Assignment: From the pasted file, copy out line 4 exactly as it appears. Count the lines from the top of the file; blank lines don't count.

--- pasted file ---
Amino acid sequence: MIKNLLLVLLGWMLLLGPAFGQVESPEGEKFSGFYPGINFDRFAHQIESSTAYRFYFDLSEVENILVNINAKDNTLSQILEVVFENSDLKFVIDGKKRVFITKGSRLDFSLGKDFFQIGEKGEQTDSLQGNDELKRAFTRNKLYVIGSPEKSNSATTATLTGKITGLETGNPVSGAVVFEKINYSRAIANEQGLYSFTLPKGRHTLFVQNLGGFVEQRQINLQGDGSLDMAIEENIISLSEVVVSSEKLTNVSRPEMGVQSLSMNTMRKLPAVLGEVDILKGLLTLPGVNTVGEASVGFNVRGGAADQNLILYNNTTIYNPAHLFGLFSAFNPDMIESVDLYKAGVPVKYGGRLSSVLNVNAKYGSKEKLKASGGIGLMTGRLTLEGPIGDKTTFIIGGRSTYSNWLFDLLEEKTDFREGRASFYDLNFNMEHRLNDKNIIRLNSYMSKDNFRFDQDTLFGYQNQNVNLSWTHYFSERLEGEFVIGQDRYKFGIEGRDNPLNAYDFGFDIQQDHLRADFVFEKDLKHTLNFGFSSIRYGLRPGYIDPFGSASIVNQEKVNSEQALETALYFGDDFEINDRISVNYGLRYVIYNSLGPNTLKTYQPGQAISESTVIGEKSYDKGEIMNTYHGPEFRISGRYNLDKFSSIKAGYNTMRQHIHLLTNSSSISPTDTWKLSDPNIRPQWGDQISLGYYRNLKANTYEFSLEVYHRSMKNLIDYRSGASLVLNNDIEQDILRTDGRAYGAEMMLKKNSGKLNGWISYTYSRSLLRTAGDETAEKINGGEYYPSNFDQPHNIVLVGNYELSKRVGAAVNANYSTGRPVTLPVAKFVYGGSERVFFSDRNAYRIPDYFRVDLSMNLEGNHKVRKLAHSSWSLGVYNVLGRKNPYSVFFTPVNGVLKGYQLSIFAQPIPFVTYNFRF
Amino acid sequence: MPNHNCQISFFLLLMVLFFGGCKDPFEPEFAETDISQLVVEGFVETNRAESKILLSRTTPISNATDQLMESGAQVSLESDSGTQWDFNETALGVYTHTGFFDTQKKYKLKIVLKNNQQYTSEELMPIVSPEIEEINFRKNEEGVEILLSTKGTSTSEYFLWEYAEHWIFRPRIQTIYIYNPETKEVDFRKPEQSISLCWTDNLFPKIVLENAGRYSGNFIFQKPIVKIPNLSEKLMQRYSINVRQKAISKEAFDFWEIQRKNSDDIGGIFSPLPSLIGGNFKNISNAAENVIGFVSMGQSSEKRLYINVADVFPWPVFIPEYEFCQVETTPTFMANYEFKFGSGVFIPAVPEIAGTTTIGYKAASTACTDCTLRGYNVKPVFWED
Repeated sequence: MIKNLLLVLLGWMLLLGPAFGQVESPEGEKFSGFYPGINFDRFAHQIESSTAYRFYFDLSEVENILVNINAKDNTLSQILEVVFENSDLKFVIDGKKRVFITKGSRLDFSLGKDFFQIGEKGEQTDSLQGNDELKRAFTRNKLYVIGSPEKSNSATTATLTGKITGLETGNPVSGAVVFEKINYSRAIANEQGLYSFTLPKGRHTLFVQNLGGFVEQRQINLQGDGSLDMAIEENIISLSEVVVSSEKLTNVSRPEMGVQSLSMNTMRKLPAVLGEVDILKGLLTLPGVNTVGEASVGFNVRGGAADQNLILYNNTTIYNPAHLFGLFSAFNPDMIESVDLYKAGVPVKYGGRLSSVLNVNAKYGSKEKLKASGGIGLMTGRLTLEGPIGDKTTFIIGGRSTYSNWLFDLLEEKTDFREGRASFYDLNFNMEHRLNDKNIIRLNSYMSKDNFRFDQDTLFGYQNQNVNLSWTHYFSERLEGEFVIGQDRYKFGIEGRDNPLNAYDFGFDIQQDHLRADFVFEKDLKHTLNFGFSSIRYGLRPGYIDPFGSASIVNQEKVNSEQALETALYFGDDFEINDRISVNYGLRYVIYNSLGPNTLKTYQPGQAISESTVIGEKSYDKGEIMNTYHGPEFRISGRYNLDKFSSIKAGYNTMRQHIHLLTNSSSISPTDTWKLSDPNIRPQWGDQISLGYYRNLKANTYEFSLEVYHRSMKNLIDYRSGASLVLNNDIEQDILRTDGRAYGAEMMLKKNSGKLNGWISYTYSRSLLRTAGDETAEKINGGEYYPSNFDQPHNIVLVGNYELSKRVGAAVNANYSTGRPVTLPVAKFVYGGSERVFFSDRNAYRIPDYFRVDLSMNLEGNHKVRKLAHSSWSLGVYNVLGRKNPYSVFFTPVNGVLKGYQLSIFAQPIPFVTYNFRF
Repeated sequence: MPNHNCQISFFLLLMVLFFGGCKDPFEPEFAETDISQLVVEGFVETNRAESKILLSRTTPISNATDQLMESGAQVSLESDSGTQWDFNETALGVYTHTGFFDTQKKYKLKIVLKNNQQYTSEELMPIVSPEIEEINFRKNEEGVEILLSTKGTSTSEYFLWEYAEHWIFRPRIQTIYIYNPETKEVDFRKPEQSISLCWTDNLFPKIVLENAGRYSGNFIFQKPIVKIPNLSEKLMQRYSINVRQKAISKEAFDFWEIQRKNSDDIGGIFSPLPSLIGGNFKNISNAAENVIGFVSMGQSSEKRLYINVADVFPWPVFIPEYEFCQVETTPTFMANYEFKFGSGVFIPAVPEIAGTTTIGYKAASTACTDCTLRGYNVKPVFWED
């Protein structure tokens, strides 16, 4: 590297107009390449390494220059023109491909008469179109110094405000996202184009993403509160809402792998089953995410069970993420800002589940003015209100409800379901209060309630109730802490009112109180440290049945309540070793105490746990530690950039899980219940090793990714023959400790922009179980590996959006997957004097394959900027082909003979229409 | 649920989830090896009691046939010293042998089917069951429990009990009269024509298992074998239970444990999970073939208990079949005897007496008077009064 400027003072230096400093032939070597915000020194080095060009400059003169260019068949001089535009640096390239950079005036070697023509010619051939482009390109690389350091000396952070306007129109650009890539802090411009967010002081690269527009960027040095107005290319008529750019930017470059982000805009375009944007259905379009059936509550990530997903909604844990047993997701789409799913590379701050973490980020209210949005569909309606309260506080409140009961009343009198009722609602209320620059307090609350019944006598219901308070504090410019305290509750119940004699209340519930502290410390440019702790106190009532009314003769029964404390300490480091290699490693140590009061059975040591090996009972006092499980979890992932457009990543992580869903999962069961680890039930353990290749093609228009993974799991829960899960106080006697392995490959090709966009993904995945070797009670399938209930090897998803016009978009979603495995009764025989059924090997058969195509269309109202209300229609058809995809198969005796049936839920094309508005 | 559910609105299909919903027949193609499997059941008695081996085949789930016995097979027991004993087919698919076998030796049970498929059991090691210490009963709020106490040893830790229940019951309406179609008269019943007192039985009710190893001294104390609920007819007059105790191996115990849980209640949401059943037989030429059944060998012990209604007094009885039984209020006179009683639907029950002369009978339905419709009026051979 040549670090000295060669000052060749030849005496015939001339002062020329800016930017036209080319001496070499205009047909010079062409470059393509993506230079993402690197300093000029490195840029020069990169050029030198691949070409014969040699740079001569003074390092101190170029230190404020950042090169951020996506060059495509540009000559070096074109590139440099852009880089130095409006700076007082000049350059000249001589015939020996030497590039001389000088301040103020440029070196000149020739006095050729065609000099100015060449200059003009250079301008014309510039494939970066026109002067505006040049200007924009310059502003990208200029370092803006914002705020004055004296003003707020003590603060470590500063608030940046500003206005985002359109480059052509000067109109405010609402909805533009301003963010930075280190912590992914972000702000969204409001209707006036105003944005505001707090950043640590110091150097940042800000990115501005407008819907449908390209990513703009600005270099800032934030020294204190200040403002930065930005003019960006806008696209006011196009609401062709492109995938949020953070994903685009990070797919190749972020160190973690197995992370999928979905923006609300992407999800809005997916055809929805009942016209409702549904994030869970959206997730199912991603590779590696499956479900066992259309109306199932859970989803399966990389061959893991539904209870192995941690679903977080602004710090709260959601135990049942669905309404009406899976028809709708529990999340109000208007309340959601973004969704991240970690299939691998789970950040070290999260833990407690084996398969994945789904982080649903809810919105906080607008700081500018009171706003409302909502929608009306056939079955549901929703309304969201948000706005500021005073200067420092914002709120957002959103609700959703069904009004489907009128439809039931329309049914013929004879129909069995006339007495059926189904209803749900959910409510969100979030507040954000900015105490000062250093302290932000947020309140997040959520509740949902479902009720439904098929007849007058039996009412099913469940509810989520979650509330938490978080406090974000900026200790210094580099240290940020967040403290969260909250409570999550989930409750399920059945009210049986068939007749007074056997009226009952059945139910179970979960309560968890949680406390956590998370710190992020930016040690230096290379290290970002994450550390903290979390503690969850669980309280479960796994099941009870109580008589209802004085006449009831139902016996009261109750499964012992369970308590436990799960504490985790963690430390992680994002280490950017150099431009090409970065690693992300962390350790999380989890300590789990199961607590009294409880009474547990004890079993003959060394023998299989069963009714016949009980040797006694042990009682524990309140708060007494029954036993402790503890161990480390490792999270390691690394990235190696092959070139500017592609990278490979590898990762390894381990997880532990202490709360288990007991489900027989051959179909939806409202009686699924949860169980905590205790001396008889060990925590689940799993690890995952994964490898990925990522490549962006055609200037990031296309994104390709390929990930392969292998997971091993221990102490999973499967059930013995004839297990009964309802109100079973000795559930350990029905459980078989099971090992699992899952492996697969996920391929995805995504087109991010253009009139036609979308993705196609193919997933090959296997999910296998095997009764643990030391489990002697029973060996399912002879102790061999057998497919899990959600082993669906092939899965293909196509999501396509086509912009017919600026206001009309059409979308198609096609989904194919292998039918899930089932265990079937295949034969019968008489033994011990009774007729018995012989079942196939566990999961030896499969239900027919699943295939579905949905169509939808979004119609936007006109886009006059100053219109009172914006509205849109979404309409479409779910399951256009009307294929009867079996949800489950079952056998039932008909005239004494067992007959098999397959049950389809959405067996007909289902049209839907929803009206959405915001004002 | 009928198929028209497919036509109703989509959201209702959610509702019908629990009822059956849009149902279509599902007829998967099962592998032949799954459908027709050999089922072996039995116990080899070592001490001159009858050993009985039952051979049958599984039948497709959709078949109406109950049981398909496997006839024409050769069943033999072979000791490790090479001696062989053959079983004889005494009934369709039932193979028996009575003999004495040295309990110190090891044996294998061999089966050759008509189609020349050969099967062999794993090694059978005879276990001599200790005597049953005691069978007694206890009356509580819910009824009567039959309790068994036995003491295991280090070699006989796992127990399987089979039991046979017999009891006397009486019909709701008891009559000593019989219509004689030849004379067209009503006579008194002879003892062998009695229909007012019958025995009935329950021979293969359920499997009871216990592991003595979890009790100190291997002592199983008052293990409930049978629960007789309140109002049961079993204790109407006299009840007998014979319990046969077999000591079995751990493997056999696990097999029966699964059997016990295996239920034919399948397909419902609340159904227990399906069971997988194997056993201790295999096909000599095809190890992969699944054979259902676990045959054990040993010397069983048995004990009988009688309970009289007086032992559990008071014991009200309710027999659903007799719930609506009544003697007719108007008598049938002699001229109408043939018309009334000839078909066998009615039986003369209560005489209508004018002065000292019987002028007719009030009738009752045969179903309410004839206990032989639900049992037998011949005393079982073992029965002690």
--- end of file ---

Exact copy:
Repeated sequence: MPNHNCQISFFLLLMVLFFGGCKDPFEPEFAETDISQLVVEGFVETNRAESKILLSRTTPISNATDQLMESGAQVSLESDSGTQWDFNETALGVYTHTGFFDTQKKYKLKIVLKNNQQYTSEELMPIVSPEIEEINFRKNEEGVEILLSTKGTSTSEYFLWEYAEHWIFRPRIQTIYIYNPETKEVDFRKPEQSISLCWTDNLFPKIVLENAGRYSGNFIFQKPIVKIPNLSEKLMQRYSINVRQKAISKEAFDFWEIQRKNSDDIGGIFSPLPSLIGGNFKNISNAAENVIGFVSMGQSSEKRLYINVADVFPWPVFIPEYEFCQVETTPTFMANYEFKFGSGVFIPAVPEIAGTTTIGYKAASTACTDCTLRGYNVKPVFWED